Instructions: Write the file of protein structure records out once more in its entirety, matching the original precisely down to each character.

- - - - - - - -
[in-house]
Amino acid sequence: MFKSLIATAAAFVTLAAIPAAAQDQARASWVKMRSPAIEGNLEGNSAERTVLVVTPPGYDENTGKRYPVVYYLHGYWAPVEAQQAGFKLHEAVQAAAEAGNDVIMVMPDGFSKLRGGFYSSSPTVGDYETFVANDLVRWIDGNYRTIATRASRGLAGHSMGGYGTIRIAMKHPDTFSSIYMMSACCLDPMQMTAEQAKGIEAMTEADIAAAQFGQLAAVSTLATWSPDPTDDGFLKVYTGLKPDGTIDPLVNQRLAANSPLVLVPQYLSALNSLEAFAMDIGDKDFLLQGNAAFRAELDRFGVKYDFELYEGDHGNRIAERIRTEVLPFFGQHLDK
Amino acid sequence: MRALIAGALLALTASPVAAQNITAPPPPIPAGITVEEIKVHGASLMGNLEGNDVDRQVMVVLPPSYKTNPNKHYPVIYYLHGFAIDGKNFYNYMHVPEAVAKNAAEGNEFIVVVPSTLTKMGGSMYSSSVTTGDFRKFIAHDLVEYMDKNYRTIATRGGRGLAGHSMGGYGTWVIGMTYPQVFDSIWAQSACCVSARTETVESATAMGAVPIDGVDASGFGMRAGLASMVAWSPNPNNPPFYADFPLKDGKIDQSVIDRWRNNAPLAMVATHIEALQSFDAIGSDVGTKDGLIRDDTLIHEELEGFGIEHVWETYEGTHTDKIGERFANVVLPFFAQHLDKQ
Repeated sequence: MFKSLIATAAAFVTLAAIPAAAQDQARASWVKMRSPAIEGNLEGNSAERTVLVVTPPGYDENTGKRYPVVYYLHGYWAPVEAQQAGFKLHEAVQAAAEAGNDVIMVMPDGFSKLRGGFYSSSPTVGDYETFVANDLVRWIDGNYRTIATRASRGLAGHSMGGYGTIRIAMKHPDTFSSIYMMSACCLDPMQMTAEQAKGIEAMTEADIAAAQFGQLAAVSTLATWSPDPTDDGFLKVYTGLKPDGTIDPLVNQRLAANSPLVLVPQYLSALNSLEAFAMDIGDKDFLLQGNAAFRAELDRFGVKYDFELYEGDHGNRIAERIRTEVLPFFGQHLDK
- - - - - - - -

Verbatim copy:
[in-house]
Amino acid sequence: MFKSLIATAAAFVTLAAIPAAAQDQARASWVKMRSPAIEGNLEGNSAERTVLVVTPPGYDENTGKRYPVVYYLHGYWAPVEAQQAGFKLHEAVQAAAEAGNDVIMVMPDGFSKLRGGFYSSSPTVGDYETFVANDLVRWIDGNYRTIATRASRGLAGHSMGGYGTIRIAMKHPDTFSSIYMMSACCLDPMQMTAEQAKGIEAMTEADIAAAQFGQLAAVSTLATWSPDPTDDGFLKVYTGLKPDGTIDPLVNQRLAANSPLVLVPQYLSALNSLEAFAMDIGDKDFLLQGNAAFRAELDRFGVKYDFELYEGDHGNRIAERIRTEVLPFFGQHLDK
Amino acid sequence: MRALIAGALLALTASPVAAQNITAPPPPIPAGITVEEIKVHGASLMGNLEGNDVDRQVMVVLPPSYKTNPNKHYPVIYYLHGFAIDGKNFYNYMHVPEAVAKNAAEGNEFIVVVPSTLTKMGGSMYSSSVTTGDFRKFIAHDLVEYMDKNYRTIATRGGRGLAGHSMGGYGTWVIGMTYPQVFDSIWAQSACCVSARTETVESATAMGAVPIDGVDASGFGMRAGLASMVAWSPNPNNPPFYADFPLKDGKIDQSVIDRWRNNAPLAMVATHIEALQSFDAIGSDVGTKDGLIRDDTLIHEELEGFGIEHVWETYEGTHTDKIGERFANVVLPFFAQHLDKQ
Repeated sequence: MFKSLIATAAAFVTLAAIPAAAQDQARASWVKMRSPAIEGNLEGNSAERTVLVVTPPGYDENTGKRYPVVYYLHGYWAPVEAQQAGFKLHEAVQAAAEAGNDVIMVMPDGFSKLRGGFYSSSPTVGDYETFVANDLVRWIDGNYRTIATRASRGLAGHSMGGYGTIRIAMKHPDTFSSIYMMSACCLDPMQMTAEQAKGIEAMTEADIAAAQFGQLAAVSTLATWSPDPTDDGFLKVYTGLKPDGTIDPLVNQRLAANSPLVLVPQYLSALNSLEAFAMDIGDKDFLLQGNAAFRAELDRFGVKYDFELYEGDHGNRIAERIRTEVLPFFGQHLDK